Why Native

We consider native species to be those that have been growing here since before Europeans settled in this area. These plants are well-adapted to the local climate and soils as well as to the naturally occurring historic disturbance processes such as fire, flooding, and wind throw.

Using native plants in place of alien ornamentals or lawn can bestow many benefits, both economical and ecological. Native plants that have evolved in a locale over thousands of years are uniquely suited to their habitat and that adaptation conveys many benefits.

Appropriately sited native plants use much less water than a lawn; typically no water at all is needed once the plants are established. Native plantings of any scale need less maintenance once well established, as compared to the yearly weeding of a mulched ornamental planting or the weekly mowing of a lawn. A third benefit is that native plants require no fertilizers or pesticides. All of these factors lead to a significant savings of time or money, while using fewer resources in the long run.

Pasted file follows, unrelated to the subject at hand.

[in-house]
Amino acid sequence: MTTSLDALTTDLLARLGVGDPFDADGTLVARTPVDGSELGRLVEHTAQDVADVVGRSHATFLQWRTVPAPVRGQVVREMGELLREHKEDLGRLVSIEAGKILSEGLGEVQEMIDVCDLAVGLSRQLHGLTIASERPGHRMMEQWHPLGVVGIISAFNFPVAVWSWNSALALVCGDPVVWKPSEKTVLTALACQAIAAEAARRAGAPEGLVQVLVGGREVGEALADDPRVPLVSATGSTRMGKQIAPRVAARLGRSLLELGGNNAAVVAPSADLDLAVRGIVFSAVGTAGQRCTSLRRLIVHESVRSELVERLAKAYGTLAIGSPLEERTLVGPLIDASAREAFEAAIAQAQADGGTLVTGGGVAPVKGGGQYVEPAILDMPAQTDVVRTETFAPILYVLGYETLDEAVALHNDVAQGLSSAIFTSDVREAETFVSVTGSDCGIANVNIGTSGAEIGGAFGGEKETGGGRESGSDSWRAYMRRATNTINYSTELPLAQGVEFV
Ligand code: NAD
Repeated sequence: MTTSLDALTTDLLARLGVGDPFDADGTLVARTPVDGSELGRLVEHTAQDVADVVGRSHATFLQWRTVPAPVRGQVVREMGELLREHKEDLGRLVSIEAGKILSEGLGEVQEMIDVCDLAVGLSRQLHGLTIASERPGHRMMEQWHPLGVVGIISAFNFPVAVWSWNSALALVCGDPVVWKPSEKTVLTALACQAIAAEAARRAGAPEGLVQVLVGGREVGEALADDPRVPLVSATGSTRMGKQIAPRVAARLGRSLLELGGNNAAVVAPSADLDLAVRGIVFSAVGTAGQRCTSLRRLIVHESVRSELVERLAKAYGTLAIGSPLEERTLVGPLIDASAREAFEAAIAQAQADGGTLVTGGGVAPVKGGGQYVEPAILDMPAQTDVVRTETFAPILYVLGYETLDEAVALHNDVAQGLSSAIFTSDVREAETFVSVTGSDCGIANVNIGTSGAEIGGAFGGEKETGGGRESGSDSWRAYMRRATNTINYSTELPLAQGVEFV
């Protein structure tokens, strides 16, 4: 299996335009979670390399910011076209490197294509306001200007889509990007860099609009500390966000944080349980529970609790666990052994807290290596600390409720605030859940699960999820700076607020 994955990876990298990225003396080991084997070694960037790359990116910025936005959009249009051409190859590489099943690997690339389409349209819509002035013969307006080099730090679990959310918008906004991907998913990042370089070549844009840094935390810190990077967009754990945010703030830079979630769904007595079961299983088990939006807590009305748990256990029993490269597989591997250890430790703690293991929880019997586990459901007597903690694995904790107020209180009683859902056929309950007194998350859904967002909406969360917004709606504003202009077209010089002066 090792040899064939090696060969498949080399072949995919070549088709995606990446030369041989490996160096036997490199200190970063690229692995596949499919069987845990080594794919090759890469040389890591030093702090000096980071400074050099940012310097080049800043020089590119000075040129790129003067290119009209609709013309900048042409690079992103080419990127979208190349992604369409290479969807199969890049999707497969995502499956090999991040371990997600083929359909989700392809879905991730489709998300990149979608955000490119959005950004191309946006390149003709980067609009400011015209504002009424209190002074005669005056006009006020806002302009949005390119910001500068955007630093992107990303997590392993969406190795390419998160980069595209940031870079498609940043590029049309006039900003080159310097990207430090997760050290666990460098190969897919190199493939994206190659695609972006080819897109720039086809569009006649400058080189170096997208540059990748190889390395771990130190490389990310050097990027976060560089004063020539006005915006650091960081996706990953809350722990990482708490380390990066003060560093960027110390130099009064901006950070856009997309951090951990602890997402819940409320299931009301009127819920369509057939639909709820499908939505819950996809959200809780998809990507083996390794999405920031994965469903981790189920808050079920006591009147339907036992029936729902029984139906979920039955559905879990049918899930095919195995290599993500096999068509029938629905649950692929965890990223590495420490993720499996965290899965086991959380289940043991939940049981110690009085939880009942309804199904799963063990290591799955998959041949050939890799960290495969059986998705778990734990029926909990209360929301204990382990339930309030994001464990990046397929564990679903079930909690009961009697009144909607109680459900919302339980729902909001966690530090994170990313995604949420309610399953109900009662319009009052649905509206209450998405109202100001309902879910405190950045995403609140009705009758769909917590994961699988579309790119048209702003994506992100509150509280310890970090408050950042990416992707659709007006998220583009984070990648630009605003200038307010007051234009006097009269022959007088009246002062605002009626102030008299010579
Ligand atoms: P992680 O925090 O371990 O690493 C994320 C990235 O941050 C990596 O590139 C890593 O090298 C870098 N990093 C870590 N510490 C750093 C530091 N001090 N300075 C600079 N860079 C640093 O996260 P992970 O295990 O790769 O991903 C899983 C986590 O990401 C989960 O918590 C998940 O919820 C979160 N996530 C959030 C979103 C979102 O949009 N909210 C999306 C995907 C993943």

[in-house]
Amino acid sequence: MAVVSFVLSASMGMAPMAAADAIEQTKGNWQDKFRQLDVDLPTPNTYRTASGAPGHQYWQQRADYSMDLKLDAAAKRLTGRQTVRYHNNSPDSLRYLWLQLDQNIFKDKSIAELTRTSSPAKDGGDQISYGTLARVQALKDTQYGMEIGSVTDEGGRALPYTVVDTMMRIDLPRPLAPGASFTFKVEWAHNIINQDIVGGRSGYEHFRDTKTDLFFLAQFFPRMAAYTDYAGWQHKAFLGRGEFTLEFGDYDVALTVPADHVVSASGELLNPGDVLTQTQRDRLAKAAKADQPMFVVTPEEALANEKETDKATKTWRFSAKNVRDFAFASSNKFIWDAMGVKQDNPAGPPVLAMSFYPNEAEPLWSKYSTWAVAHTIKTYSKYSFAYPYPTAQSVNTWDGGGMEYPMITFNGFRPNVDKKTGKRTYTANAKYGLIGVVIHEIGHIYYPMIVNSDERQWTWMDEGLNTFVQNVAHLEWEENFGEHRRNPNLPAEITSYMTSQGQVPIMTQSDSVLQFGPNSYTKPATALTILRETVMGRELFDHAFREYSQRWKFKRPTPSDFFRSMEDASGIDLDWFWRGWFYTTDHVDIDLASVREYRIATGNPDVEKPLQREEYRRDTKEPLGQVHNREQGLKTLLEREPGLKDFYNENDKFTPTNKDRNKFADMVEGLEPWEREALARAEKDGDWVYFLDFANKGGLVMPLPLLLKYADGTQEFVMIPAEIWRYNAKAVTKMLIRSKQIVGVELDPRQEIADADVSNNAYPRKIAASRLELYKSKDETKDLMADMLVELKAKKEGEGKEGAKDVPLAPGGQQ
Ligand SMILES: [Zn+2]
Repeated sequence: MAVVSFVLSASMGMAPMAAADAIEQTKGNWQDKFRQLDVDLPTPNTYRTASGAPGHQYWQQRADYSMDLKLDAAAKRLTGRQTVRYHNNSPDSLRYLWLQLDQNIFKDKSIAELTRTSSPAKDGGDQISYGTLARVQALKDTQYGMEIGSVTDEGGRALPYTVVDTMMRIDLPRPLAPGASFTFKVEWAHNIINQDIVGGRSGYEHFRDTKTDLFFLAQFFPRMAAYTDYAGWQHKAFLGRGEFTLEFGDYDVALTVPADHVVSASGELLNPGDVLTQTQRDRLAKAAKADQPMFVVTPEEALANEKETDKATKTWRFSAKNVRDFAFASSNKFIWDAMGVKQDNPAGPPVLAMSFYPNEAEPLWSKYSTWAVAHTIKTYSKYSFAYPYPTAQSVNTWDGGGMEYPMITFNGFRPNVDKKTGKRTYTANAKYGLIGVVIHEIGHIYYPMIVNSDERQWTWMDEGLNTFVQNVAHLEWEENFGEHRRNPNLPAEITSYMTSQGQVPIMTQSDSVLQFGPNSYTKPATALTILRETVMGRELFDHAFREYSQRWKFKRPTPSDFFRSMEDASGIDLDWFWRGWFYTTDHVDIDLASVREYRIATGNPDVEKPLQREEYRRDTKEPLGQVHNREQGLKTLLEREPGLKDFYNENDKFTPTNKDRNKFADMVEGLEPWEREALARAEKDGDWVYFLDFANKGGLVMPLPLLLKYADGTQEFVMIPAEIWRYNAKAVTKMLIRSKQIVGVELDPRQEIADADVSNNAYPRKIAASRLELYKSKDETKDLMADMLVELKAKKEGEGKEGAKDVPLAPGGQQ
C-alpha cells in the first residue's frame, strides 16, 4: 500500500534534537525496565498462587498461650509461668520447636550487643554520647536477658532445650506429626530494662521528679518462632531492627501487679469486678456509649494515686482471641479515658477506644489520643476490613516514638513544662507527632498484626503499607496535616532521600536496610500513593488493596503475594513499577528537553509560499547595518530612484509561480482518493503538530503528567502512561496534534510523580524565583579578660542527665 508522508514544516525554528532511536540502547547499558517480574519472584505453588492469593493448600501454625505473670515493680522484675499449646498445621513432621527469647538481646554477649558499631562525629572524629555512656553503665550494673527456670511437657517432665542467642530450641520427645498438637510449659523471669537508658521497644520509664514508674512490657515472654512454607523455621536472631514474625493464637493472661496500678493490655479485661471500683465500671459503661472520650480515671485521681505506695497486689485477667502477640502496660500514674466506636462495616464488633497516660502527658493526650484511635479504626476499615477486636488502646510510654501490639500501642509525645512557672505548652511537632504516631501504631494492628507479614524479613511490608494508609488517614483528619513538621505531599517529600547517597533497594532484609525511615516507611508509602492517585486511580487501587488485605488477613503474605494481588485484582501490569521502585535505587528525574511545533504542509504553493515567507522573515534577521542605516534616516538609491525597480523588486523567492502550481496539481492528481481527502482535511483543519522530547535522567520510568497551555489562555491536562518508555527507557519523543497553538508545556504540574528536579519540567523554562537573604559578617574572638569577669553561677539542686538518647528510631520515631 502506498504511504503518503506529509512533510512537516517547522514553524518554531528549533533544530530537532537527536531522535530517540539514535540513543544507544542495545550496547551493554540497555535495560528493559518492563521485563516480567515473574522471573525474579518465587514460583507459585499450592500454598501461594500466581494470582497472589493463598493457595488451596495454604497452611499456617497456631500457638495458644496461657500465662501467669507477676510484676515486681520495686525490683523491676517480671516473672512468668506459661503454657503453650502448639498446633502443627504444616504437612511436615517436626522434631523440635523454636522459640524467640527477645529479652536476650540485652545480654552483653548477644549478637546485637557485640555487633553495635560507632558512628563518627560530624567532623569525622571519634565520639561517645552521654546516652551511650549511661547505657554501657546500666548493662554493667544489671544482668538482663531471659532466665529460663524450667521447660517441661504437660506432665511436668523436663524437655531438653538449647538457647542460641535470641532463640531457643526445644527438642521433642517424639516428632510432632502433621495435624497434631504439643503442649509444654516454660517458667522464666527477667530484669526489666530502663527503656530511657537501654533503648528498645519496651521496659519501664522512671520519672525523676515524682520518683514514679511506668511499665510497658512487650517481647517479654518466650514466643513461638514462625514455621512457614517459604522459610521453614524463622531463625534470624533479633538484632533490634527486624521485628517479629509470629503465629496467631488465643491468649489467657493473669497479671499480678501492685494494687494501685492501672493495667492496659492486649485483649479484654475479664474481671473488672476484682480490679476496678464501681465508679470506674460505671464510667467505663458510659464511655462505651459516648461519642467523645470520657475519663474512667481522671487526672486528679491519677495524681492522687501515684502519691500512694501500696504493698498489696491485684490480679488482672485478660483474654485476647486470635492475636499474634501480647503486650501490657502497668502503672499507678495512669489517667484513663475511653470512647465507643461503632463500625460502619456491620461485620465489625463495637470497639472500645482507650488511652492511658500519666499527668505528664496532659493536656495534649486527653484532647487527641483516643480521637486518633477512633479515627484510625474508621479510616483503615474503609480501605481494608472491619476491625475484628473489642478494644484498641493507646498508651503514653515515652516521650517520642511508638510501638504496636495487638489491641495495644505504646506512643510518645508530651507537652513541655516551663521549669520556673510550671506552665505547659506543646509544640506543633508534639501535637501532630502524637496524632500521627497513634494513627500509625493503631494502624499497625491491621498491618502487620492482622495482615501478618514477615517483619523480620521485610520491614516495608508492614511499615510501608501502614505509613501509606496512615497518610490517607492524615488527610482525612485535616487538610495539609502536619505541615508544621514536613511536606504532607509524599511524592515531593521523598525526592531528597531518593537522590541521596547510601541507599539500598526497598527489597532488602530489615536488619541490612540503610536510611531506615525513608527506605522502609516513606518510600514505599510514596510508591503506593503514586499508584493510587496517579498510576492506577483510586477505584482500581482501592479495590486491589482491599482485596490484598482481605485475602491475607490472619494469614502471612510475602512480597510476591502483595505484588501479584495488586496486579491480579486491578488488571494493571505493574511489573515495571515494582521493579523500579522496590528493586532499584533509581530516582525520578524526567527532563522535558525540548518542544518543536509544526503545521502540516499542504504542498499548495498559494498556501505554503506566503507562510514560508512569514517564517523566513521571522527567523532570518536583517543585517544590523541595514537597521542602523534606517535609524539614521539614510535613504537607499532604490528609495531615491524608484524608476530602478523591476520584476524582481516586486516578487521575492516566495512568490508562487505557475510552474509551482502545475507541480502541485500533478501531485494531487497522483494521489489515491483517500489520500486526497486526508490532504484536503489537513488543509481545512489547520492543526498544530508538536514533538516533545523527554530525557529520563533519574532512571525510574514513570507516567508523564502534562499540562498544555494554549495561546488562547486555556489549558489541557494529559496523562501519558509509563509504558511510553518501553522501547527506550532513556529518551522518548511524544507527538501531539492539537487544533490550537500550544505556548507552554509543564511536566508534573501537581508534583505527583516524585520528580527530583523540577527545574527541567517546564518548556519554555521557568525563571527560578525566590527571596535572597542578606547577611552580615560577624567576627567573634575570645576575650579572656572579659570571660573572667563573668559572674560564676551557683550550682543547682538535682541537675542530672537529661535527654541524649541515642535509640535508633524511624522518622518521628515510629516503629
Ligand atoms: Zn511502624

Wildlife also benefits greatly when native plants are used. Native animals all evolved closely with our native plants and rely on these plants to provide them with food and shelter. Every small bit of habitat helps wildlife. Insects such as butterflies and other pollinators, small mammals, and numerous bird species all flock to settings that are rich in native plant diversity. If you happen to live on a lake, you can even provide great fish habitat by planting native submergent and emergent plants.

Aesthetics are highly subjective, but many find that native plants convey a sense of place and history. Native plants are especially valuable in creating a garden that is beautiful in all seasons, from spring green to summer flowers, fall colors and berries, through winter’s textures and muted hues. In addition to the plants themselves, the insects and birds they attract add to the interest of the planting.